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Smoothing
Description
Various methods of smoothing can be applied to improve the signal-to-noise ratio. For instance, data points recorded over time [s] or over a range of wavelengths [nm] can be smoothed by averaging n data points per interval. Then the average of the n points per smoothing interval can be taken for each successively recorded data point across the time range or range of the spectrum to give a n-point moving average smoothing. This method decreases the noise of the signal, but clearly reduces the time or wavelength resolution. More advanced methods of smoothing are applied to retain a higher time resolution or wavelength resolution.
Reference: Press 1990 Computers in Physics
MitoPedia concepts:
MitoFit Quality Control System
MitoPedia methods:
Respirometry,
Fluorometry,
Spectrophotometry
MitoPedia O2k and high-resolution respirometry:
DatLab
Communicated by Harrison DK, 2011-11-25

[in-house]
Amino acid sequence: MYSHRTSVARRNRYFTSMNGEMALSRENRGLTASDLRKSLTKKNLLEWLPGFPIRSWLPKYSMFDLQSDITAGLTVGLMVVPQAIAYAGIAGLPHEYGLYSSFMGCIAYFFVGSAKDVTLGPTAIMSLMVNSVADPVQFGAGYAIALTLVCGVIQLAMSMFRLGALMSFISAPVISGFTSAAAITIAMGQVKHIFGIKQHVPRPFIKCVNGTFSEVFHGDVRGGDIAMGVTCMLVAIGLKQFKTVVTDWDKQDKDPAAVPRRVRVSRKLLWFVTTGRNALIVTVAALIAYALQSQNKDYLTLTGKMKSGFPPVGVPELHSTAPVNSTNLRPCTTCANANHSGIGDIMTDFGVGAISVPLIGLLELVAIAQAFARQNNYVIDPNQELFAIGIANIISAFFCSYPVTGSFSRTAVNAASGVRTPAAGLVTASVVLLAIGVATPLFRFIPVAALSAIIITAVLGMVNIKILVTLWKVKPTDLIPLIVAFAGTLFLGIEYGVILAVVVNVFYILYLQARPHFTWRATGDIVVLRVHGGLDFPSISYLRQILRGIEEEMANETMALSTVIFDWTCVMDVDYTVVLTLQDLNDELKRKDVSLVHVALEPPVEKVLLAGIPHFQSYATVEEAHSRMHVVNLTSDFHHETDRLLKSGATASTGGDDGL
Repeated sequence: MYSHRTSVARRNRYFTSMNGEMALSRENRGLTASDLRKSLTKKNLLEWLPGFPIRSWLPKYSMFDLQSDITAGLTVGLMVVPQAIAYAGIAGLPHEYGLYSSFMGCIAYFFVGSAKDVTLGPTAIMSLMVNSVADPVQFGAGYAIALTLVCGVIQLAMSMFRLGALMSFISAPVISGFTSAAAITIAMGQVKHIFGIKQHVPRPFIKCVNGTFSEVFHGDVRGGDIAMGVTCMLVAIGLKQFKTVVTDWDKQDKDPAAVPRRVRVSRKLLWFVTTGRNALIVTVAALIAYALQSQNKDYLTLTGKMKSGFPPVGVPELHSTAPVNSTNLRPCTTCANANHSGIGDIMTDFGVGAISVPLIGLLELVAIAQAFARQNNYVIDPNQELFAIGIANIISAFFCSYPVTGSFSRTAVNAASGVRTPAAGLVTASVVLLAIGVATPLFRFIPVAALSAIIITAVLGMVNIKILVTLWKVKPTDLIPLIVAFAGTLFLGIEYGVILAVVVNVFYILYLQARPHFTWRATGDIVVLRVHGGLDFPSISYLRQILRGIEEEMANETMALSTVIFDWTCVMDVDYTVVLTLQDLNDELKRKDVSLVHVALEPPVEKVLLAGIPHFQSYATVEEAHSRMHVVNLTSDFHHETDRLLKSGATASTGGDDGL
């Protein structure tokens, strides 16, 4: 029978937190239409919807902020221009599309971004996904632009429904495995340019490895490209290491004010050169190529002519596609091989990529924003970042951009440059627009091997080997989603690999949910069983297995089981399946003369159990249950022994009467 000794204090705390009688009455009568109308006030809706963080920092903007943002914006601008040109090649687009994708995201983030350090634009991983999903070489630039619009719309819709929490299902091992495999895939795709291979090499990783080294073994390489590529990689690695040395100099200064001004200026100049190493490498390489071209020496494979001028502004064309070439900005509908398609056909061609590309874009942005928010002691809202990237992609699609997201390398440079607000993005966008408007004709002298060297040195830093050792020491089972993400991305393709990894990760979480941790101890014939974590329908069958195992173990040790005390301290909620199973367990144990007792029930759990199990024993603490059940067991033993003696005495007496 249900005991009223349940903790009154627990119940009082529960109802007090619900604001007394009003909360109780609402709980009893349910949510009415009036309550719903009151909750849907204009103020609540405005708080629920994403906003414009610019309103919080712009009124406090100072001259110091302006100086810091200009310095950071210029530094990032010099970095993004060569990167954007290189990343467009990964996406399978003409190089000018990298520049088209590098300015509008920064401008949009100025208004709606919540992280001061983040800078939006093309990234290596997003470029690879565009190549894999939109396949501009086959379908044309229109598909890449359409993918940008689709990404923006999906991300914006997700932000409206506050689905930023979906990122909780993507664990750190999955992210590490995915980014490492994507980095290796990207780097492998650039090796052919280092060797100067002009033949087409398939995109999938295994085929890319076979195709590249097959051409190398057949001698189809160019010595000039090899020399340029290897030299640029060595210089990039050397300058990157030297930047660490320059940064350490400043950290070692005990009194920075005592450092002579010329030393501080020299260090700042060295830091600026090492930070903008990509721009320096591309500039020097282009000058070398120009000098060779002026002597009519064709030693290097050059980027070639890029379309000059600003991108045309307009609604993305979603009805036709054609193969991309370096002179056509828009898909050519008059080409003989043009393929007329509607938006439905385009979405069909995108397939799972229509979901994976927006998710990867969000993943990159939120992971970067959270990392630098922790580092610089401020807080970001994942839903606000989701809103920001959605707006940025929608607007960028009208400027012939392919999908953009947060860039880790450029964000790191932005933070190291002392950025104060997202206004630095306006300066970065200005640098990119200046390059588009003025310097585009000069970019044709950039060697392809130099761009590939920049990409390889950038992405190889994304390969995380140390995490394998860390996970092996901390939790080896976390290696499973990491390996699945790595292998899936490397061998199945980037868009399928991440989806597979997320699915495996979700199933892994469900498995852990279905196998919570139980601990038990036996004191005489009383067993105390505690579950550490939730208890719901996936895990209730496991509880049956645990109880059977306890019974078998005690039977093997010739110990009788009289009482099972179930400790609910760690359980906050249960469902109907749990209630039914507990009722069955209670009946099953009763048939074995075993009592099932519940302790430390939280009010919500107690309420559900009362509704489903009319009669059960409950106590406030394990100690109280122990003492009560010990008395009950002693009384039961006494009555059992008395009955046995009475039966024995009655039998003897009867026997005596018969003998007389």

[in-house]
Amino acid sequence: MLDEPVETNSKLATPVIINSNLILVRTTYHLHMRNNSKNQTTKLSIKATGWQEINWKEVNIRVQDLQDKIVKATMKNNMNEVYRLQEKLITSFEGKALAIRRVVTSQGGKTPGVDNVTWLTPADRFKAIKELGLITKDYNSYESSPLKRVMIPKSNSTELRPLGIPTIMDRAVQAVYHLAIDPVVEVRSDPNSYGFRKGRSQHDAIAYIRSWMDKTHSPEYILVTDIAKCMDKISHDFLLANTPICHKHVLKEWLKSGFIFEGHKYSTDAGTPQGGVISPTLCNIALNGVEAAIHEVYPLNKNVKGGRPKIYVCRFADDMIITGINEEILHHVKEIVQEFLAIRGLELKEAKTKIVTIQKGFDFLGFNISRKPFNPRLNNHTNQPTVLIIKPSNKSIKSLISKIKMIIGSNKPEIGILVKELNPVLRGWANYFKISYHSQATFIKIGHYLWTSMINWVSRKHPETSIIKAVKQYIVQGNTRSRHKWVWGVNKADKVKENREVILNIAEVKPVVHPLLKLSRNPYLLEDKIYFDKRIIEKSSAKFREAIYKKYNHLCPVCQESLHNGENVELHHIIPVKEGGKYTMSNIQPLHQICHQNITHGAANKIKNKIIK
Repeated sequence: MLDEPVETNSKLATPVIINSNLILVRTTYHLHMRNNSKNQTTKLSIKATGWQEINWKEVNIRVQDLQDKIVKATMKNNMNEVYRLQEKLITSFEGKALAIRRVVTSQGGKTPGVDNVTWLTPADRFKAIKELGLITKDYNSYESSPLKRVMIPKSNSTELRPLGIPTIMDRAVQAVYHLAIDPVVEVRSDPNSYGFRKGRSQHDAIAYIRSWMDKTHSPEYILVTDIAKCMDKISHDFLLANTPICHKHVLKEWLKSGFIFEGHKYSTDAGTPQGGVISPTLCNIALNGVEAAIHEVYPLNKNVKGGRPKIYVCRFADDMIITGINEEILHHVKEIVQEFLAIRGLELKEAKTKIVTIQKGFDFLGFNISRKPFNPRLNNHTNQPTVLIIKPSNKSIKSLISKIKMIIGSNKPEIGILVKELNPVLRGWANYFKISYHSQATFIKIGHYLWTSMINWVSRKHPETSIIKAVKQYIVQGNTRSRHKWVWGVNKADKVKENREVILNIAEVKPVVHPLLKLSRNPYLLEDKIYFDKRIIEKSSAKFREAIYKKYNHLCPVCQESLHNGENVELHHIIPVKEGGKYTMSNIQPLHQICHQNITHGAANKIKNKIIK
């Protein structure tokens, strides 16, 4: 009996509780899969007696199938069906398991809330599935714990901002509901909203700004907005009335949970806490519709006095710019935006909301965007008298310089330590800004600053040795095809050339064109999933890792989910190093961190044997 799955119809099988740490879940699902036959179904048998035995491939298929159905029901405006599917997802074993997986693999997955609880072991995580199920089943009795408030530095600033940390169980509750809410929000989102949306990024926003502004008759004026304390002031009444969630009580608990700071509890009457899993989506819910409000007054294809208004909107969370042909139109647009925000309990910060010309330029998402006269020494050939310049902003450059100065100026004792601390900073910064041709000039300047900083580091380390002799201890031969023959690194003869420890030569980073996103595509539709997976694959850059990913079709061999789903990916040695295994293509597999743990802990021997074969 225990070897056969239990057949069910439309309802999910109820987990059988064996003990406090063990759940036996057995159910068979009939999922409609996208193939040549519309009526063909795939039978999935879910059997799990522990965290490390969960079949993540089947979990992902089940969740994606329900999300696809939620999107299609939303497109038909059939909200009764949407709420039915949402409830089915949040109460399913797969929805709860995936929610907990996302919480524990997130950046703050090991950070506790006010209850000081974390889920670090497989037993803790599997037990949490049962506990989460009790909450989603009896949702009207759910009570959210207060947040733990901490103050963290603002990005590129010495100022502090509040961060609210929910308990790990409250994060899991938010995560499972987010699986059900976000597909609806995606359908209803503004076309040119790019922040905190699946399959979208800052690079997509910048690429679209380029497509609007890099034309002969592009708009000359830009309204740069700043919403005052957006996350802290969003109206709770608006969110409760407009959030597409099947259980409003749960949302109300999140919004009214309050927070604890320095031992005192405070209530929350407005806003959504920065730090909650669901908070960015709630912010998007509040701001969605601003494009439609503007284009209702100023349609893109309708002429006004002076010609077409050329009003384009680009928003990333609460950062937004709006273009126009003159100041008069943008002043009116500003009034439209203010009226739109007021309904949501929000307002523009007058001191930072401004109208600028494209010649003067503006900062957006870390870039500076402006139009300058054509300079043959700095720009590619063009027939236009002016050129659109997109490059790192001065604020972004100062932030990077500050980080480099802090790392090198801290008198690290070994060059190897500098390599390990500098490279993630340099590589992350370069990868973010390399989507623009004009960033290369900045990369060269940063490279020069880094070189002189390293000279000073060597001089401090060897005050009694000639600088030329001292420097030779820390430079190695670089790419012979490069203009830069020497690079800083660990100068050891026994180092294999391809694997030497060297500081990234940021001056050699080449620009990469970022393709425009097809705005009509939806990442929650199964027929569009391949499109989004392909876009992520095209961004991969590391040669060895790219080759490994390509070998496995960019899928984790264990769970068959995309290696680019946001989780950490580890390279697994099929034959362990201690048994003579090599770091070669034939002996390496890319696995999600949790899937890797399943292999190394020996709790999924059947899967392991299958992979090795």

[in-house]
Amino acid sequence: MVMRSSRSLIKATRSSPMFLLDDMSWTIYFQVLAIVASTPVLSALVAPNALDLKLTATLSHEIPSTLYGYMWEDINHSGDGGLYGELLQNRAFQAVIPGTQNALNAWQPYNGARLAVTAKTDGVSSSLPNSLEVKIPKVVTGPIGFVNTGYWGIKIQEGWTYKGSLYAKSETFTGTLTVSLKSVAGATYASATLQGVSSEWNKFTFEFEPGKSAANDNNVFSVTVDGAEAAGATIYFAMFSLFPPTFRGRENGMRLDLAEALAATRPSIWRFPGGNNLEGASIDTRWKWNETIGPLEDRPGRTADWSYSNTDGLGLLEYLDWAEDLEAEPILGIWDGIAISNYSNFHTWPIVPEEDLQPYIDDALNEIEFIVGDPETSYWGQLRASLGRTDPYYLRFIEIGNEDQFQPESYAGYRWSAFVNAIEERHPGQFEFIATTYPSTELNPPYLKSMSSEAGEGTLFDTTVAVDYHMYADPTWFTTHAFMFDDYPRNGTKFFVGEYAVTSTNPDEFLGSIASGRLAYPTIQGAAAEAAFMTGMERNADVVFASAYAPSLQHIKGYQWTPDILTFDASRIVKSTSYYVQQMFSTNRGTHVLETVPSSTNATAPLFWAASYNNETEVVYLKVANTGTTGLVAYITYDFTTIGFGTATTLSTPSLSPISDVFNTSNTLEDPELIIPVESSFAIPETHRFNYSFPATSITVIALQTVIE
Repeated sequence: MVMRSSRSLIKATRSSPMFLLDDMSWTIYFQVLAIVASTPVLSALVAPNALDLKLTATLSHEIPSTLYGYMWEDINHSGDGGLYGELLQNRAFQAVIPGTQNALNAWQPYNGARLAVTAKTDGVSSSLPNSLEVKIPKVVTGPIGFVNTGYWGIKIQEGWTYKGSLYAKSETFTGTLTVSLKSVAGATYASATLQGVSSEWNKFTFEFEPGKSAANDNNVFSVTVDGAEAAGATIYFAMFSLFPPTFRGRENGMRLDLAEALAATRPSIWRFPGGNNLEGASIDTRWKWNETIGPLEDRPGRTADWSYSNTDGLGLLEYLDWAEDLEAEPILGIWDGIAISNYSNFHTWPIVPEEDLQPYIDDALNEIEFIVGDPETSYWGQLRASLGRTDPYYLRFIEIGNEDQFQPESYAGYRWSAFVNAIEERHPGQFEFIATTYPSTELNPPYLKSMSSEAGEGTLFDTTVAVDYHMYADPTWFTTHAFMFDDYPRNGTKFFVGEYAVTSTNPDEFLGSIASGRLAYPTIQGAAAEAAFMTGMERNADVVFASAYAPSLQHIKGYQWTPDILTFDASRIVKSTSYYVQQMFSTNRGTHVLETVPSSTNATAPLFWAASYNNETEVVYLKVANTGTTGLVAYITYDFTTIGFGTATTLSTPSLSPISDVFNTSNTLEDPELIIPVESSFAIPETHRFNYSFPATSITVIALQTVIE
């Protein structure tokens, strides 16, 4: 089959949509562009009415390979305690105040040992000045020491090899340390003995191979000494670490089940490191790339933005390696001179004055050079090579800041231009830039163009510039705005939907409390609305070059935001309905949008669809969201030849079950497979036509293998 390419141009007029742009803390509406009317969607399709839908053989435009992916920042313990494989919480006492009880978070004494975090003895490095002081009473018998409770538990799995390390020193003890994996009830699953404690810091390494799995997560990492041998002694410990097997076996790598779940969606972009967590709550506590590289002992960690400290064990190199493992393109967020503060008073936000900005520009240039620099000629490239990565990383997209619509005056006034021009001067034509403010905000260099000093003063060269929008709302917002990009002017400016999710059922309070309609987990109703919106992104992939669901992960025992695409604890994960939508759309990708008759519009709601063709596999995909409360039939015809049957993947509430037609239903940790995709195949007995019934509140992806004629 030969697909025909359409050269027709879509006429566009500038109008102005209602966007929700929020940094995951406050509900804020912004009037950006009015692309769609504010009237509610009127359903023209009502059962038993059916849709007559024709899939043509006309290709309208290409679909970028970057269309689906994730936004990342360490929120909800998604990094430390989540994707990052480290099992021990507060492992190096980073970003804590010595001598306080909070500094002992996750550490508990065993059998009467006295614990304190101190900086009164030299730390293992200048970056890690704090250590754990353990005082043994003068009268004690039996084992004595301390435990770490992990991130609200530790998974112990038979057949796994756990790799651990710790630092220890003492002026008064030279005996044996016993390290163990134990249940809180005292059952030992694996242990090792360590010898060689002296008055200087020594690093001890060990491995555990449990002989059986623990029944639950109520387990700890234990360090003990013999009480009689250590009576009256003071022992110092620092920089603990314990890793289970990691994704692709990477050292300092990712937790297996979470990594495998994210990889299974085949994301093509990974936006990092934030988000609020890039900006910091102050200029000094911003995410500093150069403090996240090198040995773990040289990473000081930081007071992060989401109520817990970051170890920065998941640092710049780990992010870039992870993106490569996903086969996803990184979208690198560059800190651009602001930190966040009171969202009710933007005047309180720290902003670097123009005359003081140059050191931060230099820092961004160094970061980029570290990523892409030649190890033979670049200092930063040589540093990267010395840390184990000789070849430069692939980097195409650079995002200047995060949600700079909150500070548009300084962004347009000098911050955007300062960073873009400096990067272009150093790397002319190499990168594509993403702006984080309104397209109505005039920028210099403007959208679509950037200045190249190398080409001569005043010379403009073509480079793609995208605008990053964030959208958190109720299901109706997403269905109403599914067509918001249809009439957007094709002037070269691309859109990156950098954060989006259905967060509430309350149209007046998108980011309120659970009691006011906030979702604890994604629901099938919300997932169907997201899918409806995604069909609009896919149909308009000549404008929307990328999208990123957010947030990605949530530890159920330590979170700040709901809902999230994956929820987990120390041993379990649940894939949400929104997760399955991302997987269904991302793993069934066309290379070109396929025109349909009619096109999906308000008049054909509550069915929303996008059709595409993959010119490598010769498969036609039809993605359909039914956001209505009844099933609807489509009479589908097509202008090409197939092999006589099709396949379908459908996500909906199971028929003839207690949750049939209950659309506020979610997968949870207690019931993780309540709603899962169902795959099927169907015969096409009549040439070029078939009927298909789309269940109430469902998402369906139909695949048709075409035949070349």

DatLab oxygen flux: performance and data analysis
- Recommendation: Set "Slope smoothing" to 20 for performing and analyzing experiments with biological sample (strongly recommended in the case of uncoupler titrations). A slope smoothing of 20 increases the time or wavelength resolution, but increases the noise of the signal.
- The following DatLab traces illustrate an example of "Slope smoothing" using 20 versus 40 data points:
DatLab Amp slope: performance and data analysis
- Recommendation: Set "Slope smoothing" of the Amp slope to 20 for performing and analyzing experiments with biological sample (strongly recommended in the case of uncoupler titrations). A slope smoothing of 20 increases the time or wavelength resolution, but increases the noise of the signal.
- The following DatLab traces illustrate an example of "Slope smoothing" using 20 versus 40 data points:
- Slope smoothing: 20
- Slope smoothing: 40